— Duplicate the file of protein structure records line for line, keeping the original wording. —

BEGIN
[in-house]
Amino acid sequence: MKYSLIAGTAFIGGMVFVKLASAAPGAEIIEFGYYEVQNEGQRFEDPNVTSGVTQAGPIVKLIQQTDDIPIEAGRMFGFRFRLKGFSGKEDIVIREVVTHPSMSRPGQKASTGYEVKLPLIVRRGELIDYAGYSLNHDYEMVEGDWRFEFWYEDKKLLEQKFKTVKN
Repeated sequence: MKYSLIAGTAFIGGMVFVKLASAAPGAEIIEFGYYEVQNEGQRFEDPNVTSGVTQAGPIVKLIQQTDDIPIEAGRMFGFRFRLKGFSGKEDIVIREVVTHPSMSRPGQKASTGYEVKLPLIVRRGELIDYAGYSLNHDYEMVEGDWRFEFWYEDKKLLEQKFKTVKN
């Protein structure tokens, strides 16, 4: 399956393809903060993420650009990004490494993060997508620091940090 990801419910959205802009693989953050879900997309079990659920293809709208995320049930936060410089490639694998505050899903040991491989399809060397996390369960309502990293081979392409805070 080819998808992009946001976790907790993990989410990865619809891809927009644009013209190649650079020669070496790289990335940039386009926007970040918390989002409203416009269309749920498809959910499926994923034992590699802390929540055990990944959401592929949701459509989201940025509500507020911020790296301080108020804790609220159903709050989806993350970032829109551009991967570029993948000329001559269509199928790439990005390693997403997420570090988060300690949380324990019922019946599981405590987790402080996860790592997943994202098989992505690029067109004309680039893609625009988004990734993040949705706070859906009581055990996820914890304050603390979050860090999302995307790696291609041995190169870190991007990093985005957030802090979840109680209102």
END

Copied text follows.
[in-house]
Amino acid sequence: MKYSLIAGTAFIGGMVFVKLASAAPGAEIIEFGYYEVQNEGQRFEDPNVTSGVTQAGPIVKLIQQTDDIPIEAGRMFGFRFRLKGFSGKEDIVIREVVTHPSMSRPGQKASTGYEVKLPLIVRRGELIDYAGYSLNHDYEMVEGDWRFEFWYEDKKLLEQKFKTVKN
Repeated sequence: MKYSLIAGTAFIGGMVFVKLASAAPGAEIIEFGYYEVQNEGQRFEDPNVTSGVTQAGPIVKLIQQTDDIPIEAGRMFGFRFRLKGFSGKEDIVIREVVTHPSMSRPGQKASTGYEVKLPLIVRRGELIDYAGYSLNHDYEMVEGDWRFEFWYEDKKLLEQKFKTVKN
């Protein structure tokens, strides 16, 4: 399956393809903060993420650009990004490494993060997508620091940090 990801419910959205802009693989953050879900997309079990659920293809709208995320049930936060410089490639694998505050899903040991491989399809060397996390369960309502990293081979392409805070 080819998808992009946001976790907790993990989410990865619809891809927009644009013209190649650079020669070496790289990335940039386009926007970040918390989002409203416009269309749920498809959910499926994923034992590699802390929540055990990944959401592929949701459509989201940025509500507020911020790296301080108020804790609220159903709050989806993350970032829109551009991967570029993948000329001559269509199928790439990005390693997403997420570090988060300690949380324990019922019946599981405590987790402080996860790592997943994202098989992505690029067109004309680039893609625009988004990734993040949705706070859906009581055990996820914890304050603390979050860090999302995307790696291609041995190169870190991007990093985005957030802090979840109680209102």